The National Environmental Policy Act (NEPA) was enacted in 1969, one of many legislative and executive responses to growing concern about the condition of the environment and about what human actions were doing to it. NEPA does two major things.
First, it establishes national policy (U.S. government policy under NEPA) regarding the environment. It's important to understand this policy as a basis for correctly interpreting NEPA's action-forcing provisions.
Second, NEPA requires that agencies prepare a "detailed statement" of the environmental impacts of any "major federal action significantly affecting the quality of the human environment" (MFASAQHE). This "detailed statement" is known as an Environmental Impact Statement (EIS).
NEPA has been amended several times since its enactment, and a number of other laws have established interlocking or overlapping requirements that must be addressed in NEPA analyses.
This procedural requirement, and those that logically need to be followed in order to figure out whether an EIS is needed, are complied with by following regulations issued by the Council on Environmental Quality (CEQ). These regulations are found at 40 CFR 1500-1508 — that is, Title 40, Parts 1500-1508 of the Code of Federal Regulations.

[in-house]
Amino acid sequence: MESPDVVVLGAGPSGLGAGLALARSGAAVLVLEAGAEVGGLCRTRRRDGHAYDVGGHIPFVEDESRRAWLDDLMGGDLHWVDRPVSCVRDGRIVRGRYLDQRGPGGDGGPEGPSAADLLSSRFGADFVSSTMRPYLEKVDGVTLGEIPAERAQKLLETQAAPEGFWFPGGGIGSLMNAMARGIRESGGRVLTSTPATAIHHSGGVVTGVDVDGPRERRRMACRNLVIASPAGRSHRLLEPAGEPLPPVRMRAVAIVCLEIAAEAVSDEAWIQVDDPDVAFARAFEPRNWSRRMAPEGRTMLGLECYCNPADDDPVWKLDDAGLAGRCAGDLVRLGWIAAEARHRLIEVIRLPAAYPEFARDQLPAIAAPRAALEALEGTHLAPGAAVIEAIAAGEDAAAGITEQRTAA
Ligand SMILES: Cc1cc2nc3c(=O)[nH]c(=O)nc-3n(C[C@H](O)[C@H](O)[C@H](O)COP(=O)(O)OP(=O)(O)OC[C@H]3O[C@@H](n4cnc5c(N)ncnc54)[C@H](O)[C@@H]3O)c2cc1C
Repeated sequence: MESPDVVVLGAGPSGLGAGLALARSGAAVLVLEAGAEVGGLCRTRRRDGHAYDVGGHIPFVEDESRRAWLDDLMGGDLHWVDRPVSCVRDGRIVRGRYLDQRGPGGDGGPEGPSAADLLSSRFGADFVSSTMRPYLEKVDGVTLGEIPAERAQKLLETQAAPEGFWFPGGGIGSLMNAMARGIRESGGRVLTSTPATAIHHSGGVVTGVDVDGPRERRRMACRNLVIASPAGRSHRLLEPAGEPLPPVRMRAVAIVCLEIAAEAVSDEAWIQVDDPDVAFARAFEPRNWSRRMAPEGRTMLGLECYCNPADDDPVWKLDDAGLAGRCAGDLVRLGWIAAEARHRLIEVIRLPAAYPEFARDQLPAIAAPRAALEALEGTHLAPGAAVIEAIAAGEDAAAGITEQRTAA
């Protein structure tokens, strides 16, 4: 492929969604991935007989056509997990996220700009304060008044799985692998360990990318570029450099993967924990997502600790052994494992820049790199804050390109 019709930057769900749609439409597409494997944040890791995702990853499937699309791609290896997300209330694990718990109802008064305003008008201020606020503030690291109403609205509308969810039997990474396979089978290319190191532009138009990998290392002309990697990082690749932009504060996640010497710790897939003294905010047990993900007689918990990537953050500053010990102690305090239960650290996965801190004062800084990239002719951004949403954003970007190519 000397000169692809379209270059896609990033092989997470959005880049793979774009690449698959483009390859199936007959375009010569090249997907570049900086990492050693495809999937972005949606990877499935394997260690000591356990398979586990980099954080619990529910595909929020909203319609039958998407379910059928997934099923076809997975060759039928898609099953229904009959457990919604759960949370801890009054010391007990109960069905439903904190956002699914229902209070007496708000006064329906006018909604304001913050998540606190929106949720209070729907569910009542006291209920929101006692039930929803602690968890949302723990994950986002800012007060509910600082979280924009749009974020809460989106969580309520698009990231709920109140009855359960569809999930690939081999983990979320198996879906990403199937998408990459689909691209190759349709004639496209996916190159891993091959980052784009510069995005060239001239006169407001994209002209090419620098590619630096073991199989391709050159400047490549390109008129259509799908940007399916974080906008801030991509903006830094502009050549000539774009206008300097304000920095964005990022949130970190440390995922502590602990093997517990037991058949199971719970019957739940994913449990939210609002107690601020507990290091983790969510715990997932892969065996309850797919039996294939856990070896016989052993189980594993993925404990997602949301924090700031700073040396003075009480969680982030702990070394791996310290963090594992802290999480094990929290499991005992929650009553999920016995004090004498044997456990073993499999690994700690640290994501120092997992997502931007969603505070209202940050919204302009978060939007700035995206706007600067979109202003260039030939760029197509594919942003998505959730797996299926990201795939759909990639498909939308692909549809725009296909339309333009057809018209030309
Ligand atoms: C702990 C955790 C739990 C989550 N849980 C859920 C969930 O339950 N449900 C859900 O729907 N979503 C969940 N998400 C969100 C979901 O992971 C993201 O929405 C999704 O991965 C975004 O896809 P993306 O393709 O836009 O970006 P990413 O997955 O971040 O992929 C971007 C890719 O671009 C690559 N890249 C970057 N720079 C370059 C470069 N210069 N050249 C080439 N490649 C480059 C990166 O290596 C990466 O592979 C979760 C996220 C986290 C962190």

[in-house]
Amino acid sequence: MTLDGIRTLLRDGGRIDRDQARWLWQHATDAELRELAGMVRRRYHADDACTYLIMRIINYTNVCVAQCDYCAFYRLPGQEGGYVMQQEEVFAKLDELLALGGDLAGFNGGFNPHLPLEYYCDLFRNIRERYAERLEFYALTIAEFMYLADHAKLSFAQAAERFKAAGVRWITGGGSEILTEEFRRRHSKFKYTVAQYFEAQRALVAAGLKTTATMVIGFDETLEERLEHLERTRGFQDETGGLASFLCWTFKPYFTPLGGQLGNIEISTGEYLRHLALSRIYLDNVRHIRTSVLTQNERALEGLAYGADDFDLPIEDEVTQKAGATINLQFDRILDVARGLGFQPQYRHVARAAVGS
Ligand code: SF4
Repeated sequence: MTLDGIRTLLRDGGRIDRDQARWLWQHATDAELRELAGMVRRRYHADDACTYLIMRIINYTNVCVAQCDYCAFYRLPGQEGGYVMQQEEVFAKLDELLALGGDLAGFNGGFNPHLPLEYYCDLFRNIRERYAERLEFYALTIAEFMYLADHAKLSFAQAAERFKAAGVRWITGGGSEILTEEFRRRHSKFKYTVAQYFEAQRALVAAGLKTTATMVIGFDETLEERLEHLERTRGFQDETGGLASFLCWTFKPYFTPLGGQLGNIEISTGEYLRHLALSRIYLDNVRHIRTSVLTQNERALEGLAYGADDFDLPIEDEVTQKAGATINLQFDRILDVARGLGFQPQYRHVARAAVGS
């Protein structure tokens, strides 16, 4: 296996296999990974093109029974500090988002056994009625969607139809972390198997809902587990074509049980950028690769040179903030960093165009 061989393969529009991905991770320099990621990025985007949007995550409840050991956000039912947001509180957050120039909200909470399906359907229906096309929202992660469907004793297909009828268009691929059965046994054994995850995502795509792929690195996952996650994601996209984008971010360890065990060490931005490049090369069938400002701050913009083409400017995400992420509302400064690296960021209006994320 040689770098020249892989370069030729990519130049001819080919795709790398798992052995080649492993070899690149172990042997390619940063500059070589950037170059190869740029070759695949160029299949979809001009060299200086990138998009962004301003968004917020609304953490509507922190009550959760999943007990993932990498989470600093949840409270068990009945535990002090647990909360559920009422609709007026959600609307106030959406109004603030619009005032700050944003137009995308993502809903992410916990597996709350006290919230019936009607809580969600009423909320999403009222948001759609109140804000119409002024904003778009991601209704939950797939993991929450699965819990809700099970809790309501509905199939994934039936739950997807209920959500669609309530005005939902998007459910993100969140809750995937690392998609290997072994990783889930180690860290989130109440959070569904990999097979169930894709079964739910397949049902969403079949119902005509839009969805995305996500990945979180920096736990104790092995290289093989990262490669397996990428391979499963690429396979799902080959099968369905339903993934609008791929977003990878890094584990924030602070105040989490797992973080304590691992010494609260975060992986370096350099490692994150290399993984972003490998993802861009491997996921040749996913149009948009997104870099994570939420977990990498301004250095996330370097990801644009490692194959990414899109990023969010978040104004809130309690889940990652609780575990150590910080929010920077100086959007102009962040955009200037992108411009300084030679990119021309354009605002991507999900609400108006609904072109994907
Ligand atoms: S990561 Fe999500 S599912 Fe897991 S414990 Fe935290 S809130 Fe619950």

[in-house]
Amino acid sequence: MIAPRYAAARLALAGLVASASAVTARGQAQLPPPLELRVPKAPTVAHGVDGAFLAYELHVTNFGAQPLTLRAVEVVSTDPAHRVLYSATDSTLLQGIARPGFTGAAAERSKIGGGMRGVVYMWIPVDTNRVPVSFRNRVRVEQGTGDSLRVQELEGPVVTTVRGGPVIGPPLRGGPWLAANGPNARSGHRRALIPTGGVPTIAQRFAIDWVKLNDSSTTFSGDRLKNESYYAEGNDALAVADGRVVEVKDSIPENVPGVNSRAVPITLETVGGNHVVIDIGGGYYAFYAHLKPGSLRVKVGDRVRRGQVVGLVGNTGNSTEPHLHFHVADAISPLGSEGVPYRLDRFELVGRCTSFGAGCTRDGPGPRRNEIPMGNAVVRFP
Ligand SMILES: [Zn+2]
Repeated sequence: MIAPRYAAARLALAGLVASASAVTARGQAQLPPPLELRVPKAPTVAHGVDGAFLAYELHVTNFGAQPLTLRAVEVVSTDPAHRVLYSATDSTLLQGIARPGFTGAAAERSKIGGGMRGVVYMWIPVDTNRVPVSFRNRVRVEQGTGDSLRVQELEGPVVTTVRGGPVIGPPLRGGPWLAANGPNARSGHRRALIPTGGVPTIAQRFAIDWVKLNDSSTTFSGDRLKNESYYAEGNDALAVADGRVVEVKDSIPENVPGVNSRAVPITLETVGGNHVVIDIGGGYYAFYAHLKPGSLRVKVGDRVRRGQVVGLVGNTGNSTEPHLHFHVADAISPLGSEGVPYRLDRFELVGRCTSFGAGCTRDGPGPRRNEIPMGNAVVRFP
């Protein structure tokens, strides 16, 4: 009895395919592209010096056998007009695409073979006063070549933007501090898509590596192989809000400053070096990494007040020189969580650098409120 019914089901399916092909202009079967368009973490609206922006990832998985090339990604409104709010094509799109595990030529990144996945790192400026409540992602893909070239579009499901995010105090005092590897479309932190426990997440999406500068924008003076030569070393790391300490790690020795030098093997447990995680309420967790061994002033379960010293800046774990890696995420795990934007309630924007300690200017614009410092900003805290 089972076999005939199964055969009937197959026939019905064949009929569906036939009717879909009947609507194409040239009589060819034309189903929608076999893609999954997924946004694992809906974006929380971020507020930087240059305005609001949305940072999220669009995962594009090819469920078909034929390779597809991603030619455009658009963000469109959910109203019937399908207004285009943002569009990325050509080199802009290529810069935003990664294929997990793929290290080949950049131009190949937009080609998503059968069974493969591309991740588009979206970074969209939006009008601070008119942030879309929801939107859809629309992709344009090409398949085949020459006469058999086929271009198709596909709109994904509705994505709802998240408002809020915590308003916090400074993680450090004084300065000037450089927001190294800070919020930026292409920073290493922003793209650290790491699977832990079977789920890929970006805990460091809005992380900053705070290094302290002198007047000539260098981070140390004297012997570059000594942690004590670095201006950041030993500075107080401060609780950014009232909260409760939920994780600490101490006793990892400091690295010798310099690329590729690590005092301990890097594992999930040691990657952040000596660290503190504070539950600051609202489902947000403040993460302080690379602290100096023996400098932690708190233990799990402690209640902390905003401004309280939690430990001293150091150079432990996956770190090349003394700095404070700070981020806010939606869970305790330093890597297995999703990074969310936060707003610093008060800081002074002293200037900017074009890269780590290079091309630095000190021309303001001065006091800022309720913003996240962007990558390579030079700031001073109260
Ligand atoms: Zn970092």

This site provides guidance about the NEPA review process, how cultural resources should be addressed in carrying out the process, and how people concerned with cultural resources can use the process.
Proceed to the NEPA Review Process
Where Did NEPA Come From?
The origins of NEPA are similar to those of the National Historic Preservation Act (NHPA), which was enacted three years before NEPA. During the 1930s, rapid industrialization created environmental problems, which were exacerbated by World War II. After the war, programs like urban renewal, the interstate highway program, and the charge given the Corps of Engineers to dam rivers for a variety of purposes accelerated damage, as did the increasing use of toxic pesticides and fertilizers. Rachel Carson's pivotal book, Silent Spring, helped mobilize people to push for protection of the environment in a variety of ways, notably from the thoughtless acts of Federal agencies. One major result was NEPA, enacted in 1969, though it did not take effect until 1970.